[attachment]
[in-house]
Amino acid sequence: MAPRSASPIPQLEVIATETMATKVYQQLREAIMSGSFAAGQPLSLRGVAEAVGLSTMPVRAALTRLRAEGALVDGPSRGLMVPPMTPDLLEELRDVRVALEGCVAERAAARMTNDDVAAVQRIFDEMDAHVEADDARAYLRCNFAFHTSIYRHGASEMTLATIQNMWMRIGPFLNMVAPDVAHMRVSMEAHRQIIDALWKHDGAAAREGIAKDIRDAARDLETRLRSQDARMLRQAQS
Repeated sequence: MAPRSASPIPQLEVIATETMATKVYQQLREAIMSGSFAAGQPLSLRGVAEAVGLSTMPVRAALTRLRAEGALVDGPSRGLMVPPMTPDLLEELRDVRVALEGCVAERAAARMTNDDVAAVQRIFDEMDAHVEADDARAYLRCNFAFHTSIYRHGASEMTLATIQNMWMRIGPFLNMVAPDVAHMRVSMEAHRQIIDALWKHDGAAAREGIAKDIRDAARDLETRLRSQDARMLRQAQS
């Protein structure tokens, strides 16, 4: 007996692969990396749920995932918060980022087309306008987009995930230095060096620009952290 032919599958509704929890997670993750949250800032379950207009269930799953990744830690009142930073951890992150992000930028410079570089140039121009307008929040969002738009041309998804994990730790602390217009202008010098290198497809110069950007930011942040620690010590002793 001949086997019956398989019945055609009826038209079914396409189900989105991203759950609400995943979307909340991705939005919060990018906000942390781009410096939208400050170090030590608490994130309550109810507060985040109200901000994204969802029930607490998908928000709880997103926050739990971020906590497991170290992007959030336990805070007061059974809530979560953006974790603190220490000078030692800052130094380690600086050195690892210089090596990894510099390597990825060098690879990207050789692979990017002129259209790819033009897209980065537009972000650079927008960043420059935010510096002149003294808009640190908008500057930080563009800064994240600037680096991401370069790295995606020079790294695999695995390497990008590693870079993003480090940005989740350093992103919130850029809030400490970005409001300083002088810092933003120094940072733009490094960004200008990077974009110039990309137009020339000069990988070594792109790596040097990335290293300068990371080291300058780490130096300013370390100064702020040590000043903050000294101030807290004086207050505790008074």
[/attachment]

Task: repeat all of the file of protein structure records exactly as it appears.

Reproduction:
[in-house]
Amino acid sequence: MAPRSASPIPQLEVIATETMATKVYQQLREAIMSGSFAAGQPLSLRGVAEAVGLSTMPVRAALTRLRAEGALVDGPSRGLMVPPMTPDLLEELRDVRVALEGCVAERAAARMTNDDVAAVQRIFDEMDAHVEADDARAYLRCNFAFHTSIYRHGASEMTLATIQNMWMRIGPFLNMVAPDVAHMRVSMEAHRQIIDALWKHDGAAAREGIAKDIRDAARDLETRLRSQDARMLRQAQS
Repeated sequence: MAPRSASPIPQLEVIATETMATKVYQQLREAIMSGSFAAGQPLSLRGVAEAVGLSTMPVRAALTRLRAEGALVDGPSRGLMVPPMTPDLLEELRDVRVALEGCVAERAAARMTNDDVAAVQRIFDEMDAHVEADDARAYLRCNFAFHTSIYRHGASEMTLATIQNMWMRIGPFLNMVAPDVAHMRVSMEAHRQIIDALWKHDGAAAREGIAKDIRDAARDLETRLRSQDARMLRQAQS
């Protein structure tokens, strides 16, 4: 007996692969990396749920995932918060980022087309306008987009995930230095060096620009952290 032919599958509704929890997670993750949250800032379950207009269930799953990744830690009142930073951890992150992000930028410079570089140039121009307008929040969002738009041309998804994990730790602390217009202008010098290198497809110069950007930011942040620690010590002793 001949086997019956398989019945055609009826038209079914396409189900989105991203759950609400995943979307909340991705939005919060990018906000942390781009410096939208400050170090030590608490994130309550109810507060985040109200901000994204969802029930607490998908928000709880997103926050739990971020906590497991170290992007959030336990805070007061059974809530979560953006974790603190220490000078030692800052130094380690600086050195690892210089090596990894510099390597990825060098690879990207050789692979990017002129259209790819033009897209980065537009972000650079927008960043420059935010510096002149003294808009640190908008500057930080563009800064994240600037680096991401370069790295995606020079790294695999695995390497990008590693870079993003480090940005989740350093992103919130850029809030400490970005409001300083002088810092933003120094940072733009490094960004200008990077974009110039990309137009020339000069990988070594792109790596040097990335290293300068990371080291300058780490130096300013370390100064702020040590000043903050000294101030807290004086207050505790008074």